Prisma aligns with Siemens Healthineers see more
Prisma Health is entering a 10-year partnership with German technology company Siemens to become more efficient and improve patient care, the companies announced June 22.
Prisma staff members will work with technology experts from the Siemens Healthineers division to evaluate how the company uses technology to treat patients, including the use of artificial intelligence.
Prisma Health, the state’s largest hospital system, needs to keep improving how it works as the challenges of health care, from rising costs to keeping a trained workforce, keep mounting, Prisma Health CEO Mark O’Halla said.
“We have to get better — better outcomes and cheaper,” O’Halla said.
One of the roles that technology can play is to make work more efficient for the staff, both through better systems and training, said Dave Pacitti, president for the Americas of Siemens Healthineers, the health care tech portion of the German engineering giant.
That should bring more time for clinical staff to treat patients, he said.
No financial terms of the 10-year partnership were disclosed, but Pacitti said it is his company’s largest partnership with a health care provider.
Artificial intelligence will be used to study how Prisma Health is treating patients by analyzing the collected data with no names of patients attached, O’Halla said.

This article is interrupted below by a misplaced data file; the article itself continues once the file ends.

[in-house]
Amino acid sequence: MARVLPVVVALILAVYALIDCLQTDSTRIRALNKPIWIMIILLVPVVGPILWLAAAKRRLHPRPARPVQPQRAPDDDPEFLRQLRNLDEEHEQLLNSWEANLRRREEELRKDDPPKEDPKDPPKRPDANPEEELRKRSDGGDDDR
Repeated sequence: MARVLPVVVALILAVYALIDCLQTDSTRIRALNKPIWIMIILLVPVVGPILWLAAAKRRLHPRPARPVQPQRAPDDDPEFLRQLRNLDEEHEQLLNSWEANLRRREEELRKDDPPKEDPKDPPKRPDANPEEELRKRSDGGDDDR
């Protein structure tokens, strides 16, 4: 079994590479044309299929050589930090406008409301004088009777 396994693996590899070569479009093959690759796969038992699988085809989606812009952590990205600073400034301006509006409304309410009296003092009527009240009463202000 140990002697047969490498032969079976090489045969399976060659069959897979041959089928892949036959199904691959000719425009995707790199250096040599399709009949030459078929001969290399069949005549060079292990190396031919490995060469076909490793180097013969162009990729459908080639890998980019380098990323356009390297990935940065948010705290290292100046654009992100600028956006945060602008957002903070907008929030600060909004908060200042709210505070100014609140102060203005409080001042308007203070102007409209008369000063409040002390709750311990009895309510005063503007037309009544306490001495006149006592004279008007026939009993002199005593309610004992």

AI also will be able to help care for individual patients, Pacitti said. One example: an AI system can work in the background as a doctor or other staff members examine computer images from a scan, looking to highlight areas on the image that that need more scrutiny.
The deal will include adding more modern diagnostic equipment from Siemens and making sure that the systems are deployed around the state in the most efficient way possible, O’Halla said.
For Siemens, the deal will provide direct clinical feedback on how its systems work in medical offices.
Prisma Health operates 18 hospitals, including the former Palmetto Health system in the Midlands. Headquartered in Greenville, it employs more than 30,000 staff members.
Center for Cancer Prevention and Wellness Aims to Identify, Prevent Cancer at Earliest Molecular DevelopmentPrisma Health Center aims to identify, prevent cancer... see more
As someone familiar with the devastation of a loved one’s cancer diagnosis, Steve Johnson has long been an advocate for knowing his own risks for developing the disease. So when a genetic test revealed he carried a BRCA1 gene mutation, a high indicator for breast cancer, he suggested his three daughters get tested as well. But when two of the three tested positive for the gene, and subsequent tests revealed one had developed breast cancer at a barely detectable point, knowledge of the family’s risk factors became truly life-saving.
An innovative new initiative at the Prisma Health Cancer Institute aims to help people like the Johnsons identify and manage their risk factors for cancer, examining links between lifestyle, genetics and cancer formation, with the goal of eventually preventing cancer at its earliest molecular development.